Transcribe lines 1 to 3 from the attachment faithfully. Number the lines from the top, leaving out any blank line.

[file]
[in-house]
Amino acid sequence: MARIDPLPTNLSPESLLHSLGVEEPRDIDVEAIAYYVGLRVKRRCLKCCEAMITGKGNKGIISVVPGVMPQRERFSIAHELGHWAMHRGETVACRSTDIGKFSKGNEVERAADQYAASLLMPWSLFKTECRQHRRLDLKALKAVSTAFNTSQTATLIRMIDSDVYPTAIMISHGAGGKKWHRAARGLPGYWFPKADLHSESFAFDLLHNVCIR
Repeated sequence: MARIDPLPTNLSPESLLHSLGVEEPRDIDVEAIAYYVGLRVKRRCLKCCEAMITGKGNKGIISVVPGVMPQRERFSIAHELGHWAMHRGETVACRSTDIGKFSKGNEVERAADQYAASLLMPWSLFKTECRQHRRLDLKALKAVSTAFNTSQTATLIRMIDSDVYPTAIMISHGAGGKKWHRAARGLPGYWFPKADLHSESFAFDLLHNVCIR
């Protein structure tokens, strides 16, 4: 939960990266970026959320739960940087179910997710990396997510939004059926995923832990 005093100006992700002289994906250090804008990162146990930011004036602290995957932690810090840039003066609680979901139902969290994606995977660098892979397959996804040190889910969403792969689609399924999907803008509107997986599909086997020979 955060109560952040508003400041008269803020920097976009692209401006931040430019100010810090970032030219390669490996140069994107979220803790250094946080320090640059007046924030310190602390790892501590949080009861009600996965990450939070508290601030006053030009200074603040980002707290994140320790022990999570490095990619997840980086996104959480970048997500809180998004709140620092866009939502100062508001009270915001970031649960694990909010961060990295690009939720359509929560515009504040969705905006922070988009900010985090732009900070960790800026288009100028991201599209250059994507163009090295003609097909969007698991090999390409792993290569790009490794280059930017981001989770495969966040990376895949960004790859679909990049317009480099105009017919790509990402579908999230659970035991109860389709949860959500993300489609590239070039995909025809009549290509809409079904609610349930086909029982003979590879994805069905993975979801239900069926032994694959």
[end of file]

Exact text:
[in-house]
Amino acid sequence: MARIDPLPTNLSPESLLHSLGVEEPRDIDVEAIAYYVGLRVKRRCLKCCEAMITGKGNKGIISVVPGVMPQRERFSIAHELGHWAMHRGETVACRSTDIGKFSKGNEVERAADQYAASLLMPWSLFKTECRQHRRLDLKALKAVSTAFNTSQTATLIRMIDSDVYPTAIMISHGAGGKKWHRAARGLPGYWFPKADLHSESFAFDLLHNVCIR
Repeated sequence: MARIDPLPTNLSPESLLHSLGVEEPRDIDVEAIAYYVGLRVKRRCLKCCEAMITGKGNKGIISVVPGVMPQRERFSIAHELGHWAMHRGETVACRSTDIGKFSKGNEVERAADQYAASLLMPWSLFKTECRQHRRLDLKALKAVSTAFNTSQTATLIRMIDSDVYPTAIMISHGAGGKKWHRAARGLPGYWFPKADLHSESFAFDLLHNVCIR